Over the past couple of weeks I completed a mostly-solo superior hiking trail (SHT) thru-hike, but did so In two separate chunks. The first six days and change I hiked the 140 miles from Otter Lake Road near the Canadian border south to Finland Rec Center trailhead. I won’t do a full trip report, but it was wonderful and I’d like to share a few photos for those not-so-familiar with northern Minnesota:
Starting out, my girlfriend joined for the first night.
Lake walk in the evening...in thick fog.
The next morning things were different.
Bridge over Devil Track River
At that point I had to hop off trail for a few days to attend a wedding with my girlfriend and spend a day doing some orientation in a hospital I’ll be training in for the next year. That’s when I got to thinking…the first leg of the hike was great, and I was a little surprised at how comfortable walking with a 10-11 pounds base weight actually is. In fact, things were going so well I decided to up the ante a bit and finish out the hike with a much more minimal set of gear, much of which I’d made myself over the past year or so in an attempt to have really light gear that didn’t cost much.
I don’t have a full list to share, but the high points follow:
modified medium golite ion (~10 ounces), purchased new for $30 w/ mods costing a few bucks.
sil-nylon tarp, modeled mostly after the Five Yards to SUL article from BPL with a foot and a half added to the ridgeline. $20 of “seconds” sil-nylon and some grosgrain. 11.5 ounces with lines.
Bivy sack with 36-inch side-zip made from sil-nylon and momentum, roughly $60 in materials with lots of scrap leftover. 6.5 ounces.
Hooded synthetic insulated vest made from Thru-hiker.com’s Minima Vest Kit, momentum, $53. 5.5 ounces.
Simple catfood can alcohol alcohol stove: 50 cents, half an ounce.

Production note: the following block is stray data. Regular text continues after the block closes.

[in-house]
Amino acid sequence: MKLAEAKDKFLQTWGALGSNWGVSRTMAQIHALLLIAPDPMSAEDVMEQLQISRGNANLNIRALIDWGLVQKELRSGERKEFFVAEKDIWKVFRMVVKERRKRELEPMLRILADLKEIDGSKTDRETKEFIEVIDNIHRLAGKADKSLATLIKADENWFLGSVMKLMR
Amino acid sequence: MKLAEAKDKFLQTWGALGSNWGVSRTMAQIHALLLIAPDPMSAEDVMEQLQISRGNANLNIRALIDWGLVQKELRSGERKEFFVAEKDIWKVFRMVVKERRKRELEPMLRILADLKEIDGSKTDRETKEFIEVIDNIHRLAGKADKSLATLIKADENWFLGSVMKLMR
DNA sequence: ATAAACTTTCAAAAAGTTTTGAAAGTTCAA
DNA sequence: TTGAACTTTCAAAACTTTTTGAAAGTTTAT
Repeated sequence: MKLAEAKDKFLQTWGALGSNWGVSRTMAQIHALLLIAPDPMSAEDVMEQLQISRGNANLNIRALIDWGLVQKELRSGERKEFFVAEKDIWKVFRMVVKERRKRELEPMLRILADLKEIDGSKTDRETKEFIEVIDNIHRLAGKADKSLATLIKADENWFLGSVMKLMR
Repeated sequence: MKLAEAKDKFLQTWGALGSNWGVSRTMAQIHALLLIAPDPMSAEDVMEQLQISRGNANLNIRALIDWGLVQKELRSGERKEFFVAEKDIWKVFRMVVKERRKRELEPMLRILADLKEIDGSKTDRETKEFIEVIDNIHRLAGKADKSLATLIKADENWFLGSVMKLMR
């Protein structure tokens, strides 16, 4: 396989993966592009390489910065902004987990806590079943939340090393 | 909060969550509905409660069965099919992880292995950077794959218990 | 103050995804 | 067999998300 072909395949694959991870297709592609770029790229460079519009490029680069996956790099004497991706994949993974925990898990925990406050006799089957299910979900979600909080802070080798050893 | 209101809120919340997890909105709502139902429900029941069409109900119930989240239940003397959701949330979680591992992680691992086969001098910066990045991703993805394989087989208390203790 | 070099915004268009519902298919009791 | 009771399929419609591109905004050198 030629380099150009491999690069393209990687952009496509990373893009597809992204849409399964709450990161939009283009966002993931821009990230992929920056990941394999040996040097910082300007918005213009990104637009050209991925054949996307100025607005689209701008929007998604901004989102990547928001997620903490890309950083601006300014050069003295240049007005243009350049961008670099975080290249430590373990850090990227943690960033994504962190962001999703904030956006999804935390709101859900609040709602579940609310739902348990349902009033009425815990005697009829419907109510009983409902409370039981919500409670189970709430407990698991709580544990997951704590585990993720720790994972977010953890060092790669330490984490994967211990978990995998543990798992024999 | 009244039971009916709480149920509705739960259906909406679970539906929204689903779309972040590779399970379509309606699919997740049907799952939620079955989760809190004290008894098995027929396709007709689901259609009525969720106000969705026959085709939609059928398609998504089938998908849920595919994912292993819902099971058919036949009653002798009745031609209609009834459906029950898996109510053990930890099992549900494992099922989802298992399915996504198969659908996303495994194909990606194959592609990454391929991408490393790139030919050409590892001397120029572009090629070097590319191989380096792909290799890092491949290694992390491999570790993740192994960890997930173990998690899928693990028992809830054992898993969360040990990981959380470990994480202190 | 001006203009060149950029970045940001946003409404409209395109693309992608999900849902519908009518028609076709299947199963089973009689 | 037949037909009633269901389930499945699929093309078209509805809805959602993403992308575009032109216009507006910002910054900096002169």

My complete list came in at about 6 pounds and 10 ouces, and included full rain gear, montbell pillow, WM summerlite sleeping bag, 40-inch ccf pad, extra socks, silk-weight baselayer top and bottoms, and nine ounces of camera stuff (my new FujiFilm f200EXR compact and a Gorillapod tripod), along with all of my other "necessities". Anyway, I went back to the north shore to finish up the final 66 miles of my hike and had a blast. I wasn’t really sure how everything would function, but I came away thinking I could have done the entire trail with the gear that I had made, and that I was ready for serious rain and would have been just fine in freezing temps. Also, there is something gratifying about using what you’ve made, not to mention carrying that little weight. I encourage anyone else out there interested in making UL gear to give it a shot: you might be surprised at how quickly you’ll be producing functional and simple gear. OK, enough about gear – here are some more photos of the last three days of the hike:
Barge as seen from ridge.
A bunch of shots on Split Rock River as evening progressed:
Sunrise the next morning:
Bear and Bean Lake from overlook:
Sun coming through the clouds over Lake Superior:
Sawmill Creek Bog: